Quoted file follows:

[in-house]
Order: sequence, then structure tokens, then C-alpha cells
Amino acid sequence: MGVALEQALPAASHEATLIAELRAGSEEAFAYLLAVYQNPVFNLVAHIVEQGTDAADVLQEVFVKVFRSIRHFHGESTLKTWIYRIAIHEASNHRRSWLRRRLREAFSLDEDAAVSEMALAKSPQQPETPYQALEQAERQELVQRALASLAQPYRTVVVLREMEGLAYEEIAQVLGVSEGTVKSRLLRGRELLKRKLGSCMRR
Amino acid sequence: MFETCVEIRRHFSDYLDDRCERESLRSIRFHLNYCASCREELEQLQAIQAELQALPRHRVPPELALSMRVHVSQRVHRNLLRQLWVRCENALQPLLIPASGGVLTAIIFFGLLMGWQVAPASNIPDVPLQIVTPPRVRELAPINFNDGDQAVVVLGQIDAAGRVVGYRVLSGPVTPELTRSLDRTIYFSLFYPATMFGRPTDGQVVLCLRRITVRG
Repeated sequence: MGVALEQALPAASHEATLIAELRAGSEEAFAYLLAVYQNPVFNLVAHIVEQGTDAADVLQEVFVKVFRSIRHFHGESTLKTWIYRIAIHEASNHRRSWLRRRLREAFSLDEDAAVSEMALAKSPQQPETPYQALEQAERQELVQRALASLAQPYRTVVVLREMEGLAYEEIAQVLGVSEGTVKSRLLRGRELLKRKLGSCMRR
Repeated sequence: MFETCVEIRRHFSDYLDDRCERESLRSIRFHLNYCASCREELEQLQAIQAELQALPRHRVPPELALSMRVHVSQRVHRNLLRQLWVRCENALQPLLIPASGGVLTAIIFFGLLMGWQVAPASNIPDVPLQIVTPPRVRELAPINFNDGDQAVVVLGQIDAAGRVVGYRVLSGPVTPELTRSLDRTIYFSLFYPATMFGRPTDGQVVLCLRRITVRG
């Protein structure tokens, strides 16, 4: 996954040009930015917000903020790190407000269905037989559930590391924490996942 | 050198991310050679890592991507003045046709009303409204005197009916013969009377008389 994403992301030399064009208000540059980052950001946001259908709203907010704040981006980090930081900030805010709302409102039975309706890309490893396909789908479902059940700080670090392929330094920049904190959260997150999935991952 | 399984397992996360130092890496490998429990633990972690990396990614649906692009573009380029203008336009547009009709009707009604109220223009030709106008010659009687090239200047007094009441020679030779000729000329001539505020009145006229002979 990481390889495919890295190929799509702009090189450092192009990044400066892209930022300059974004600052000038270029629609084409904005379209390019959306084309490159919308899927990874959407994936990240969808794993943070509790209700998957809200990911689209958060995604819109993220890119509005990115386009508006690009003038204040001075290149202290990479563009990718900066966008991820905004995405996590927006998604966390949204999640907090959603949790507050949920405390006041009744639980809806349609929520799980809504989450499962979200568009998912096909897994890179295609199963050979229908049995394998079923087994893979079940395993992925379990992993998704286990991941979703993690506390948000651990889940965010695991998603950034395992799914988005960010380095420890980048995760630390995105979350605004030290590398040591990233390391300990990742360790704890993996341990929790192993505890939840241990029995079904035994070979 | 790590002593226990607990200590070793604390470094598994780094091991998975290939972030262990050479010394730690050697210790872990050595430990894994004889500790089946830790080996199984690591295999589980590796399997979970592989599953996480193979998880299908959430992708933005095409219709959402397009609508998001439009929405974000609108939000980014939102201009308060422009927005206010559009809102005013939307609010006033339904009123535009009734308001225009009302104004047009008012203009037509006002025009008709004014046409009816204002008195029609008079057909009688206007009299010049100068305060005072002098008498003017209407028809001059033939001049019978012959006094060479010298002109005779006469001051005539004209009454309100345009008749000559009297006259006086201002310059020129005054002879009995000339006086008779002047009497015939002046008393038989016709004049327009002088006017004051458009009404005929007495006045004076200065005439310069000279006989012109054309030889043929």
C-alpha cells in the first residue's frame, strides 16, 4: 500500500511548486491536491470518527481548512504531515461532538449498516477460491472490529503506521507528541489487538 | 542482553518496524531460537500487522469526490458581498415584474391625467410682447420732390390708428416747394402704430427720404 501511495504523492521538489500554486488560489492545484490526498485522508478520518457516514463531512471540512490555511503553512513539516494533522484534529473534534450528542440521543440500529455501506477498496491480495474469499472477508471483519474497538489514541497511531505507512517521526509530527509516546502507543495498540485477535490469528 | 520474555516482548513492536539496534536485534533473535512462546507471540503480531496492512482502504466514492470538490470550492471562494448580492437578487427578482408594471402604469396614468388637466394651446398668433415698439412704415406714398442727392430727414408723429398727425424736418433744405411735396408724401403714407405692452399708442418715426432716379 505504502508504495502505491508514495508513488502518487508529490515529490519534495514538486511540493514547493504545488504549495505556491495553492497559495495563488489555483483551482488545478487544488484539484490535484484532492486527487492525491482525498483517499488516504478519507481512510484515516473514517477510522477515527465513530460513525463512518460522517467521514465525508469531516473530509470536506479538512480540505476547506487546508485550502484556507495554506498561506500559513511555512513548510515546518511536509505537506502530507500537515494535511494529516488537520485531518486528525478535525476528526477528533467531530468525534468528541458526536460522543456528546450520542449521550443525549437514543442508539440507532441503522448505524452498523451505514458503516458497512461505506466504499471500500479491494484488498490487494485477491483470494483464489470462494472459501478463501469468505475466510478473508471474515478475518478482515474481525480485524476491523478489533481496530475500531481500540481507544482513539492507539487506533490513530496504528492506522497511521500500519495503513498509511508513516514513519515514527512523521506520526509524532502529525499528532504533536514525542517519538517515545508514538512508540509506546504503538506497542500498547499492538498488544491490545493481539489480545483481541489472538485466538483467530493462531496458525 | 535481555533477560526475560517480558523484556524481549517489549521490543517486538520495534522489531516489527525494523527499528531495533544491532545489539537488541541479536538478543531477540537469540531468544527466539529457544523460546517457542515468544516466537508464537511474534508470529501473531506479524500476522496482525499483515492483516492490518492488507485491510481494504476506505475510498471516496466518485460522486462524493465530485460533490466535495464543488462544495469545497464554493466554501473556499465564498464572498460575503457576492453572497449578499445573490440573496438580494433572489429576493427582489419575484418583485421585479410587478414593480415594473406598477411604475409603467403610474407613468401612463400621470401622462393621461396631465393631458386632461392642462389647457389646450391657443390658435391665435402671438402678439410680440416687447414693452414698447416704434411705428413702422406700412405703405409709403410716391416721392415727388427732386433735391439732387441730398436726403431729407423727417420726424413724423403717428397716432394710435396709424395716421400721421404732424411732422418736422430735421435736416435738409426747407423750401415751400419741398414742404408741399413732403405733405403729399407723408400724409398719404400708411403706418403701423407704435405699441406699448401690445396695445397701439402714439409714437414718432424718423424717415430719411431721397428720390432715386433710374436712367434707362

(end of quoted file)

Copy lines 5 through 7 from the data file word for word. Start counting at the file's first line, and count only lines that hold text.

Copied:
Repeated sequence: MGVALEQALPAASHEATLIAELRAGSEEAFAYLLAVYQNPVFNLVAHIVEQGTDAADVLQEVFVKVFRSIRHFHGESTLKTWIYRIAIHEASNHRRSWLRRRLREAFSLDEDAAVSEMALAKSPQQPETPYQALEQAERQELVQRALASLAQPYRTVVVLREMEGLAYEEIAQVLGVSEGTVKSRLLRGRELLKRKLGSCMRR
Repeated sequence: MFETCVEIRRHFSDYLDDRCERESLRSIRFHLNYCASCREELEQLQAIQAELQALPRHRVPPELALSMRVHVSQRVHRNLLRQLWVRCENALQPLLIPASGGVLTAIIFFGLLMGWQVAPASNIPDVPLQIVTPPRVRELAPINFNDGDQAVVVLGQIDAAGRVVGYRVLSGPVTPELTRSLDRTIYFSLFYPATMFGRPTDGQVVLCLRRITVRG
């Protein structure tokens, strides 16, 4: 996954040009930015917000903020790190407000269905037989559930590391924490996942 | 050198991310050679890592991507003045046709009303409204005197009916013969009377008389 994403992301030399064009208000540059980052950001946001259908709203907010704040981006980090930081900030805010709302409102039975309706890309490893396909789908479902059940700080670090392929330094920049904190959260997150999935991952 | 399984397992996360130092890496490998429990633990972690990396990614649906692009573009380029203008336009547009009709009707009604109220223009030709106008010659009687090239200047007094009441020679030779000729000329001539505020009145006229002979 990481390889495919890295190929799509702009090189450092192009990044400066892209930022300059974004600052000038270029629609084409904005379209390019959306084309490159919308899927990874959407994936990240969808794993943070509790209700998957809200990911689209958060995604819109993220890119509005990115386009508006690009003038204040001075290149202290990479563009990718900066966008991820905004995405996590927006998604966390949204999640907090959603949790507050949920405390006041009744639980809806349609929520799980809504989450499962979200568009998912096909897994890179295609199963050979229908049995394998079923087994893979079940395993992925379990992993998704286990991941979703993690506390948000651990889940965010695991998603950034395992799914988005960010380095420890980048995760630390995105979350605004030290590398040591990233390391300990990742360790704890993996341990929790192993505890939840241990029995079904035994070979 | 790590002593226990607990200590070793604390470094598994780094091991998975290939972030262990050479010394730690050697210790872990050595430990894994004889500790089946830790080996199984690591295999589980590796399997979970592989599953996480193979998880299908959430992708933005095409219709959402397009609508998001439009929405974000609108939000980014939102201009308060422009927005206010559009809102005013939307609010006033339904009123535009009734308001225009009302104004047009008012203009037509006002025009008709004014046409009816204002008195029609008079057909009688206007009299010049100068305060005072002098008498003017209407028809001059033939001049019978012959006094060479010298002109005779006469001051005539004209009454309100345009008749000559009297006259006086201002310059020129005054002879009995000339006086008779002047009497015939002046008393038989016709004049327009002088006017004051458009009404005929007495006045004076200065005439310069000279006989012109054309030889043929």